Bartlett approves sales tax, plans to drop utility tax

  • Bartlett Village President Kevin Wallace

    Bartlett Village President Kevin Wallace

Updated 3/22/2018 4:29 PM

Bartlett trustees approved a 1 percent home-rule sales tax by a 4-1 vote this week and plan to follow through with a promised elimination April 3 of the village's utility taxes.

The tax swap is expected to bring a net increase of $1 million to the 2018-19 budget, preventing a deficit without dipping into reserves.


Both halves of the swap would take effect on May 1, but the sales tax needed to be approved by April 1 for required notification purposes.

The new tax would raise the overall sales tax in Bartlett to 10 percent from 9 percent in Cook County and to 8 percent from 7 percent in DuPage County, village Finance Director Todd Dowden said.

The state already has a 6.25 percent sales tax while Cook County adds 1.75 percent. The Regional Transportation Authority collects a 1 percent sales tax in Cook County and a 0.75 percent sales tax in DuPage County.

Though Bartlett Area Chamber of Commerce President and CEO Nanette Gudenkauf said the organization was unlikely to oppose the sales tax, Village President Kevin Wallace confirmed with the village staff Tuesday that no businesses have criticized the proposal.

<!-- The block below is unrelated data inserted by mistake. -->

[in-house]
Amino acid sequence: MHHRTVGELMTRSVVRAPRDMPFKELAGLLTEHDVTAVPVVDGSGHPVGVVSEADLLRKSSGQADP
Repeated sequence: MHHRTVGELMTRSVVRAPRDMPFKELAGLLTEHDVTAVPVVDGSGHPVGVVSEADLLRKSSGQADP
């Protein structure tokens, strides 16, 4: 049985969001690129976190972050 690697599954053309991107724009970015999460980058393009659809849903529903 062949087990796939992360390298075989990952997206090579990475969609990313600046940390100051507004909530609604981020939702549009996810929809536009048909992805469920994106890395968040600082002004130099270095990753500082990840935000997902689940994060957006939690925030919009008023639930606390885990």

"That's good to hear," he said.

Wallace has said exchanging the utility taxes for a sales tax allows greater choice to consumers and means nonresidents will contribute more to village revenues.

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Trustee Aaron Reinke cast the sole vote against the village sales tax while Trustee Kristina Gabrenya was absent. Reinke said he preferred a 0.75 percent sales tax -- or at least that the last 0.25 percent of what was proposed be earmarked for roads.

"My concern is that this is somehow going to be a license to spend more money," Reinke said. "I think there needs to be a constant downward pressure on the cost of government."

Village Administrator Paula Schumacher said a 0.75 percent tax with the elimination of the utility taxes would create too narrow a margin to say the deficit problem had been solved. Even the margin created by a 1 percent tax couldn't be characterized as a blank check, she said.

The 1 percent sales tax is expected to generate $1.6 million per year. The village's natural gas and electricity taxes bring in about $600,000 annually, after about $60,000 is rebated to seniors.

Because the state decided last year to make a 10 percent cut to the portion of the income tax revenue it shares with municipalities, Bartlett trustees Tuesday also approved a resolution opposing that method of balancing the state's budget. The state's action cost the village about $400,000 for the budget year.

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